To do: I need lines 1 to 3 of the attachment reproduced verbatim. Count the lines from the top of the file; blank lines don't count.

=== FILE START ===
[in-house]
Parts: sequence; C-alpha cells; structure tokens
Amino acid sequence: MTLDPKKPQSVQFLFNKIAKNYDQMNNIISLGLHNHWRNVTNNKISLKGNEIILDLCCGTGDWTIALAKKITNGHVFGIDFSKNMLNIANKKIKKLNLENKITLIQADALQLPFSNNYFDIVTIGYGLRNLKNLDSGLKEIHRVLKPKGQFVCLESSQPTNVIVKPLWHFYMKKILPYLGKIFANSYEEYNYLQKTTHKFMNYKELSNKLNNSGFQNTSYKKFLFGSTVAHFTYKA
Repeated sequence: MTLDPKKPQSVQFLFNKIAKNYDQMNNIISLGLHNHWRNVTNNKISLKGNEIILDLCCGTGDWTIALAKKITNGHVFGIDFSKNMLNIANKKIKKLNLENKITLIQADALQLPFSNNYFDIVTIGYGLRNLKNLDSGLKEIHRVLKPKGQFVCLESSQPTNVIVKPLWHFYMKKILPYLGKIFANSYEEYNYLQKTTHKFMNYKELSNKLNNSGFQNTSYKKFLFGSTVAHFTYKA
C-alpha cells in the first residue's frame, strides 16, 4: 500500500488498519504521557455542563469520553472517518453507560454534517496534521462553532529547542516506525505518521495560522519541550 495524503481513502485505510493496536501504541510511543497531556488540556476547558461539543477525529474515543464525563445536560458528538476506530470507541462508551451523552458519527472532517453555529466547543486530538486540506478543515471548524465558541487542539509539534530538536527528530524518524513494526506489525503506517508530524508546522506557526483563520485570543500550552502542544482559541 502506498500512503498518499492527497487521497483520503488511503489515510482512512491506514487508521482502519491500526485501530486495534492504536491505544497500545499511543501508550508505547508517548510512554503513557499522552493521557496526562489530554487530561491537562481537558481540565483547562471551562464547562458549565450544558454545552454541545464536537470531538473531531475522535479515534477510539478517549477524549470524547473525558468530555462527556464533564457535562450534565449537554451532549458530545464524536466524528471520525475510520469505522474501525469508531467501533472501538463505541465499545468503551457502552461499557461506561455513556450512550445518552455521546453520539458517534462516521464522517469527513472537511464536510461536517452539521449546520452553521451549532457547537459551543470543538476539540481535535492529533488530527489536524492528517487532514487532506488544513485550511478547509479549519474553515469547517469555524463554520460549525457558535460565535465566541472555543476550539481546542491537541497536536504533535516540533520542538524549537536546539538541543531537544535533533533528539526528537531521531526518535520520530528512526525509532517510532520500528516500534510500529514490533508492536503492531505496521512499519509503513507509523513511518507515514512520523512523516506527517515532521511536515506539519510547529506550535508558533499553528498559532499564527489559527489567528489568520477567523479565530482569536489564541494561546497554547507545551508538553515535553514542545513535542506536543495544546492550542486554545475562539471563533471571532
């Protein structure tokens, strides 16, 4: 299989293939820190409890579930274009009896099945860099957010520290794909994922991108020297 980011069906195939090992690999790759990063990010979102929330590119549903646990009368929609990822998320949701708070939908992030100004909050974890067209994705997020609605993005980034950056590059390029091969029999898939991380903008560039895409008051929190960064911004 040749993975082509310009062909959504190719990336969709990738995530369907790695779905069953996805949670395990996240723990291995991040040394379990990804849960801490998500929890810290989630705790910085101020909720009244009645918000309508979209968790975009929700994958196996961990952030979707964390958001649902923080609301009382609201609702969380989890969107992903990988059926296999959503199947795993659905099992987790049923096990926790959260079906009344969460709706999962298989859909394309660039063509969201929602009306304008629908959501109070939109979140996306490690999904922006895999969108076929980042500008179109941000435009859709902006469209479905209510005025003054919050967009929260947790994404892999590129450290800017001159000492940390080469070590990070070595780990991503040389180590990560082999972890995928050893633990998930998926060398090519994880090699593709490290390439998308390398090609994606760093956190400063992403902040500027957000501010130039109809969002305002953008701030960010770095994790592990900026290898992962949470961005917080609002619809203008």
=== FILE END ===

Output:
[in-house]
Parts: sequence; C-alpha cells; structure tokens
Amino acid sequence: MTLDPKKPQSVQFLFNKIAKNYDQMNNIISLGLHNHWRNVTNNKISLKGNEIILDLCCGTGDWTIALAKKITNGHVFGIDFSKNMLNIANKKIKKLNLENKITLIQADALQLPFSNNYFDIVTIGYGLRNLKNLDSGLKEIHRVLKPKGQFVCLESSQPTNVIVKPLWHFYMKKILPYLGKIFANSYEEYNYLQKTTHKFMNYKELSNKLNNSGFQNTSYKKFLFGSTVAHFTYKA